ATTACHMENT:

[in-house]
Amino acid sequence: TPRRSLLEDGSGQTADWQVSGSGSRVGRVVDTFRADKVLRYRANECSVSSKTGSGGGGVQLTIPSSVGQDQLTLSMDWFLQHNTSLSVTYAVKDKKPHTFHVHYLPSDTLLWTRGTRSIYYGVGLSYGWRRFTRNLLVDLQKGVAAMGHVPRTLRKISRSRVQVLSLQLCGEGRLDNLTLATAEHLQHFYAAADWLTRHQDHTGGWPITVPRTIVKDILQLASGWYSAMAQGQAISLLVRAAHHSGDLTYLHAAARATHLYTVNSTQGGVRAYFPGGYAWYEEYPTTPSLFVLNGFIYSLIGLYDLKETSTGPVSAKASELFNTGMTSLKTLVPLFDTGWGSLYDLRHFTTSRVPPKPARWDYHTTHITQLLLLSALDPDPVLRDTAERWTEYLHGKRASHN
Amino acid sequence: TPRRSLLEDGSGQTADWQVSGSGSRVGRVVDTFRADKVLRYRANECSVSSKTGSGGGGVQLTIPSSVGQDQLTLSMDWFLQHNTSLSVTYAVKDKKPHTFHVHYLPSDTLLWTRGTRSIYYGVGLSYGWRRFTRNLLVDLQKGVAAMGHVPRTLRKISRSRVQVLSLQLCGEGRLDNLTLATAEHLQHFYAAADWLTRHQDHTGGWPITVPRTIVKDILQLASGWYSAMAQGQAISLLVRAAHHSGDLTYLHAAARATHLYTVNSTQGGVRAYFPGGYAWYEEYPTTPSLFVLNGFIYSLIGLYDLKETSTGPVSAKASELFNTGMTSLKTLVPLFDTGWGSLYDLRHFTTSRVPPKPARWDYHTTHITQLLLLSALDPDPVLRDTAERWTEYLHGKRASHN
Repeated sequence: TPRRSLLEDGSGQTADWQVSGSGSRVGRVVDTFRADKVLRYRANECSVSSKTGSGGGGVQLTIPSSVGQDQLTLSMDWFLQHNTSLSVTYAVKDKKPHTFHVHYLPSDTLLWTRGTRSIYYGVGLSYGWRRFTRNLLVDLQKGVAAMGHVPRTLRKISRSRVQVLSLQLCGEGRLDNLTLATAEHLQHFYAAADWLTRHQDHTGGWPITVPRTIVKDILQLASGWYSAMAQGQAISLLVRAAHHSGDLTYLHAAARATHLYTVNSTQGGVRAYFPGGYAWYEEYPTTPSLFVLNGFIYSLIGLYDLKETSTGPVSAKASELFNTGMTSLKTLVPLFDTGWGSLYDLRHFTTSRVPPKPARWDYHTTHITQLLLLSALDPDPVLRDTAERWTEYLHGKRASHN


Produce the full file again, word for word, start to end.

[in-house]
Amino acid sequence: TPRRSLLEDGSGQTADWQVSGSGSRVGRVVDTFRADKVLRYRANECSVSSKTGSGGGGVQLTIPSSVGQDQLTLSMDWFLQHNTSLSVTYAVKDKKPHTFHVHYLPSDTLLWTRGTRSIYYGVGLSYGWRRFTRNLLVDLQKGVAAMGHVPRTLRKISRSRVQVLSLQLCGEGRLDNLTLATAEHLQHFYAAADWLTRHQDHTGGWPITVPRTIVKDILQLASGWYSAMAQGQAISLLVRAAHHSGDLTYLHAAARATHLYTVNSTQGGVRAYFPGGYAWYEEYPTTPSLFVLNGFIYSLIGLYDLKETSTGPVSAKASELFNTGMTSLKTLVPLFDTGWGSLYDLRHFTTSRVPPKPARWDYHTTHITQLLLLSALDPDPVLRDTAERWTEYLHGKRASHN
Amino acid sequence: TPRRSLLEDGSGQTADWQVSGSGSRVGRVVDTFRADKVLRYRANECSVSSKTGSGGGGVQLTIPSSVGQDQLTLSMDWFLQHNTSLSVTYAVKDKKPHTFHVHYLPSDTLLWTRGTRSIYYGVGLSYGWRRFTRNLLVDLQKGVAAMGHVPRTLRKISRSRVQVLSLQLCGEGRLDNLTLATAEHLQHFYAAADWLTRHQDHTGGWPITVPRTIVKDILQLASGWYSAMAQGQAISLLVRAAHHSGDLTYLHAAARATHLYTVNSTQGGVRAYFPGGYAWYEEYPTTPSLFVLNGFIYSLIGLYDLKETSTGPVSAKASELFNTGMTSLKTLVPLFDTGWGSLYDLRHFTTSRVPPKPARWDYHTTHITQLLLLSALDPDPVLRDTAERWTEYLHGKRASHN
Repeated sequence: TPRRSLLEDGSGQTADWQVSGSGSRVGRVVDTFRADKVLRYRANECSVSSKTGSGGGGVQLTIPSSVGQDQLTLSMDWFLQHNTSLSVTYAVKDKKPHTFHVHYLPSDTLLWTRGTRSIYYGVGLSYGWRRFTRNLLVDLQKGVAAMGHVPRTLRKISRSRVQVLSLQLCGEGRLDNLTLATAEHLQHFYAAADWLTRHQDHTGGWPITVPRTIVKDILQLASGWYSAMAQGQAISLLVRAAHHSGDLTYLHAAARATHLYTVNSTQGGVRAYFPGGYAWYEEYPTTPSLFVLNGFIYSLIGLYDLKETSTGPVSAKASELFNTGMTSLKTLVPLFDTGWGSLYDLRHFTTSRVPPKPARWDYHTTHITQLLLLSALDPDPVLRDTAERWTEYLHGKRASHN